“the true purpose of a custom data flow diagram is
efficiency by being clear and simple; not the details”

With the many different ways to read a diagram of the BW DataModel, there is no official ‘best practice’ on how to logically group the separation of the DataModel into different diagrams/files. The best you can do is observe how practical the diagram is while you use it and experiment with the inconvenient pieces.

The top down approach could use the MultiProviders and everything below. This leads to a lot of redundant diagram maintenance by the time you get down to the DataSources. This is not practical.

The top down approach could use the type of data from the reporting users point of view. Finance, Sales, Inventory, Procurement, Marketing, Vendor, System Analytics, etc. At a high level this approach does work well for a lot of people as the diagram gets named according to a business point of view. However this approach by itself is a bit too big.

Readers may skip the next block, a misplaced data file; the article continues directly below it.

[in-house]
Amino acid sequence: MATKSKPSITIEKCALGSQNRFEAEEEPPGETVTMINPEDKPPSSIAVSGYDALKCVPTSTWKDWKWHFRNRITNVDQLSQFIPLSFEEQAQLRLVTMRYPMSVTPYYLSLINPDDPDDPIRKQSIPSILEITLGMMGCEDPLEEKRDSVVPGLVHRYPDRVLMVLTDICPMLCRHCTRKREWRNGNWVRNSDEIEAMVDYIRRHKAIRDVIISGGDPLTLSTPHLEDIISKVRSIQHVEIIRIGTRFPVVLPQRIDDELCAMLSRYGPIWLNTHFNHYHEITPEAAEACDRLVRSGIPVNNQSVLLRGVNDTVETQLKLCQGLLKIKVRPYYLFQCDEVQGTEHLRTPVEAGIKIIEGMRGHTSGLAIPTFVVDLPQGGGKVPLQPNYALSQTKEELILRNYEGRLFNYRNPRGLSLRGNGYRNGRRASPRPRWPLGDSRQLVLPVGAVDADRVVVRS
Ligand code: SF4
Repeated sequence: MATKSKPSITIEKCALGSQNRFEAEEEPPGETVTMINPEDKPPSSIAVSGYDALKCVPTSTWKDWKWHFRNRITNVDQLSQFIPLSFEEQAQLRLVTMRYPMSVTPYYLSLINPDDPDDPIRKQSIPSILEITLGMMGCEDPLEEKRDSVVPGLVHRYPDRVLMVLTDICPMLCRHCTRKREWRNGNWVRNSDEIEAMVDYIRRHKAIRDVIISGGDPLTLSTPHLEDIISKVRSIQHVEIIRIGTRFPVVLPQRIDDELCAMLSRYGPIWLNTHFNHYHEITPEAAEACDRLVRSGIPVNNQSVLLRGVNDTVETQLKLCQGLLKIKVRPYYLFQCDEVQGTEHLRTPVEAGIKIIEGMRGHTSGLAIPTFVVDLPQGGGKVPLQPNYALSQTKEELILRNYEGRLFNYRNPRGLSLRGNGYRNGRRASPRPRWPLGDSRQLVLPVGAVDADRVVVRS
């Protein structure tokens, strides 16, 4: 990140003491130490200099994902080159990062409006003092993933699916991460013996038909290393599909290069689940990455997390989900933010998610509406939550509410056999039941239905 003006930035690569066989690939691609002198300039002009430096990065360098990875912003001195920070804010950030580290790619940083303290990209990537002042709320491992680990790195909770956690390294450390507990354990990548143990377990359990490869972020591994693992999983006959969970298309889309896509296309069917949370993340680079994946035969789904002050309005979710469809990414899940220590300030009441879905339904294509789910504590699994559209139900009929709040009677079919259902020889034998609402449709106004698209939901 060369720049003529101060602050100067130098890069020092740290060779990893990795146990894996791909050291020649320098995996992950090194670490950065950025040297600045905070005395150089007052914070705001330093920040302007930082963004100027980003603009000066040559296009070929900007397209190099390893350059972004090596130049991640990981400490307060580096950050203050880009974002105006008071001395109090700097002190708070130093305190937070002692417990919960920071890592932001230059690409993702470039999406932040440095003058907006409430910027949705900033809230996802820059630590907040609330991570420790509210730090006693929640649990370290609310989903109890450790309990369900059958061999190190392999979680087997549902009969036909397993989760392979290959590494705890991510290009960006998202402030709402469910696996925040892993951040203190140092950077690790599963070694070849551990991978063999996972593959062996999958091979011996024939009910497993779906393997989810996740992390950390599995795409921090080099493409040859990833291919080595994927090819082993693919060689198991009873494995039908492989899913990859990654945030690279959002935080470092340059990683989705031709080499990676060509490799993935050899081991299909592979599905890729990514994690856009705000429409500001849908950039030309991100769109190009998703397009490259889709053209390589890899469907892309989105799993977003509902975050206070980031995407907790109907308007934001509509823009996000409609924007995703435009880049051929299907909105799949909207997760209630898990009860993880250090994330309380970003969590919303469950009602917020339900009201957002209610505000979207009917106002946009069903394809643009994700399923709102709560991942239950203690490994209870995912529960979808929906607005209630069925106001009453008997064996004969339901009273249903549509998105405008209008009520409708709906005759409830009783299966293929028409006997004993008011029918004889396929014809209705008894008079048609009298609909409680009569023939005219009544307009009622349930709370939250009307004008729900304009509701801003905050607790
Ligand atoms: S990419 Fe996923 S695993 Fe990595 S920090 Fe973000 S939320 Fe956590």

A further grouping by business function seems to get the necessary break up into small enough pieces to fill a single diagram without being too big. The most common approach is to roughly align it with the SAP Application Components. For Example: FI-GL, CO-IO, MM-IN, HR-PA, SD-IN, etc.

Adding a legend to the custom data flow diagram helps you clarify if it has become too complex by trying to be all things to too many people. Using an icon and a single sentence to describe its purpose, you build up a quick reference summary of what the diagram is trying to achieve. When there is no ABAP connector line and no execution sequence circles then the diagram cannot be used for process chain analysis, UAT preparation or late night InfoProvider repair activities.

What custom data model diagram features do I find useful?